Uhh oh! Sainsbury’s is moving in: can your customers taste the difference?

We loved this sardonic retort from a local independent bistro in Clapham’s swanky pants Abbeville road district. Written on the Bistro Unions’ blackboard wall are the words ‘Taste the Difference’ placed strategically next door to the building site of a new Sainsbury’s Local.

“Forget them! Come in here and taste the difference! Put down the Sainsbury’s shopping basket and think twice before settling for convenience. Step inside our emporium of food heavenliness where your din dins have at least half a chance of being prepared with time, care, thoughtfulness and an ounce of flaming passion” –  said so effortlessly in one easy quip.

Incidentally, I popped into Macfarlane’s deli while I was in the area and asked them about their thoughts on their new neighbour.

Naturally a little perturbed, they worry that faced with the convenience and cost-price that a bigger brand affords, residential customers who would normally drop by for basics like eggs, milk, and butter etc will instead walk ‘zombie-like’ next door.

It’s what we do though isn’t it? Sometimes we don’t even register we’re making a choice where we shop.

Then there’s the price. Macfarlane’s food is lovely, but it’s pricey; but then you get what you pay for. I wonder if on basic staples – what the professionals call ‘pull products’ –  small indies in the area will ever be able to match the mighty Sainsbury’s. It’s doubtful. Only today it was published that farmer’s in Leicester held a protest outside Asda to let supermarkets know exactly what they’re doing to their livelihood. Farmers are paid in the region of 24p for a litre of milk, and it costs 30p to produce. It’s not hard to do the maths.

But then as I discussed with a Macfarlane’s staff member, a Sainsbury’s local recently moved into my neck of the woods at the top of Lordship lane. It strangely regenerated the area bringing more people to what is naturally a less busy end of the high street. In that respect, while commuters are stopped in their tracks by the bright orange sign on their way home from work, that’s the chance for the surrounding indie delis, bistros, cafes and bakeries to ensure that THEIR shop-front is well merchandised and attractive. So attractive that the unsuspecting customer is kept drooling past the sanitised neon lighting and straight into the home comfort of your till instead.

So it’s swings and roundabouts. The big bad wolf may not be all that bad for business after-all.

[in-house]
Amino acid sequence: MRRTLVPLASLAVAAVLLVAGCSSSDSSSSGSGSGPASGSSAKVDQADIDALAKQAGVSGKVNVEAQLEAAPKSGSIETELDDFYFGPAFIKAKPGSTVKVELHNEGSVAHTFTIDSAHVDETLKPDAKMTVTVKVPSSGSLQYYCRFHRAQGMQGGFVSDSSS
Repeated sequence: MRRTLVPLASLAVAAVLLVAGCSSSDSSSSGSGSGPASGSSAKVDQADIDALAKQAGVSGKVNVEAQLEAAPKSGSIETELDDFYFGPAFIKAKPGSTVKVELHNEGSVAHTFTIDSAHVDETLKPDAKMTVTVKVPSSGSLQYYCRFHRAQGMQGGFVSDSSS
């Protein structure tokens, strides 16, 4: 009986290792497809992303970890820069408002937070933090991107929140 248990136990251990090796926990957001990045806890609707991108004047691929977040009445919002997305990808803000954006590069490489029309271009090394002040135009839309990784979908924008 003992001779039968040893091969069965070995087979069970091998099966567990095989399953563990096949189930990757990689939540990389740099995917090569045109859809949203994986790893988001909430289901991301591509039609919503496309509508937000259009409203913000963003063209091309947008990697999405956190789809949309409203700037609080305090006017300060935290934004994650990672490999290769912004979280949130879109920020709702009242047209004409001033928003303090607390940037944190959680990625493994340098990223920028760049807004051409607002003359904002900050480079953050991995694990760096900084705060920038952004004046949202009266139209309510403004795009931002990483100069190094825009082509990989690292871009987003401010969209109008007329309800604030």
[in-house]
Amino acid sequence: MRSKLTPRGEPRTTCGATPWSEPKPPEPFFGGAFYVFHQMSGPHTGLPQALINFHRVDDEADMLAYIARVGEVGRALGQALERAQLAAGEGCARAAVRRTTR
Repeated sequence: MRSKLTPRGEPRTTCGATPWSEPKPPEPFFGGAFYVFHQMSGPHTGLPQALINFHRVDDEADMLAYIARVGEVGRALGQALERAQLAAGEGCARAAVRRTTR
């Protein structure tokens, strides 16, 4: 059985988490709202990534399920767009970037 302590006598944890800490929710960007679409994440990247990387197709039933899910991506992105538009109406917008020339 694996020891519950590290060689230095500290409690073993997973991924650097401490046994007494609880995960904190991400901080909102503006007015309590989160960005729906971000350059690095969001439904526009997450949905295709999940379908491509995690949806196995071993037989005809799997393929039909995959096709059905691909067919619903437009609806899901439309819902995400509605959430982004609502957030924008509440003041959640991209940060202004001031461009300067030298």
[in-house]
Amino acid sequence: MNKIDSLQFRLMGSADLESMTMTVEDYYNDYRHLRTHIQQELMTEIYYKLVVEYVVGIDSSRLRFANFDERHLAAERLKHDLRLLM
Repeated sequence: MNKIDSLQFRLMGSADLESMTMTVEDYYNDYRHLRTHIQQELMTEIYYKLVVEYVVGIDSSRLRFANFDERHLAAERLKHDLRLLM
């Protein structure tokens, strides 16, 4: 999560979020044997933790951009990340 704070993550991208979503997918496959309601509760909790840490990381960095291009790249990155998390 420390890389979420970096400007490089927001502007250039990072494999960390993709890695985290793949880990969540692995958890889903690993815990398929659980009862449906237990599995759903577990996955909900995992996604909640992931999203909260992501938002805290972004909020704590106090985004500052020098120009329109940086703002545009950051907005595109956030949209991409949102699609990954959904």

There are 6 comments for this article
  1. James Hayward at 5:14 pm

    I love Bistro Union and their bigger brother Trinity restaurant, my hope is that anyone with good enough taste to choose decent establishments like these will not be tempted by the bright unforgiving lights next door!

    Interesting point about some of these better known ‘Locals’ increasing footfall to areas, I have faith tha ‘Taste’ will win the battle of the high street.

  2. hazza at 9:14 pm

    Having a free to use cash point will make me more likely to use Abbeville road.

    Also, what kind of idiot buys their everyday staples from Macfarlane’s?

  3. MacFarlanes at 12:14 pm


    I wonder what the psychology is behind customers’ reluctance to pay over the odds for ‘essentials’, but happiness to pay £2.45 for a poor relation of a flat white from the green monster down the road. Like the lady in the Guardian on saturday, who calculated she had spent £22000 on coffee to takeaway over 10 years, I wonder why we will spend money on this, but complain that ‘we’ are too expensive. Hmm, just a thought.

  4. Martin at 12:44 pm

    I completely agree that a free cash machine would be most beneficial to Abbeville road. A few times I’ve gone along to the Sunday Farmer’s market thinking I can get money out and and having to pay to withdraw cash. Sadly it will be the introduction of a Sainsburys that will bring this to the street.

    Personally I think that buying essentials from places like the local deli and farmers market etc saves in the long run. As a household we found that we were going into the big supermarkets and walking out spending a small fortune by buying completely unnecessary items. Since changing out buying habits by going along to farmers markets and local deli we are buying good quality food and saving by not buying things that we didn’t need.

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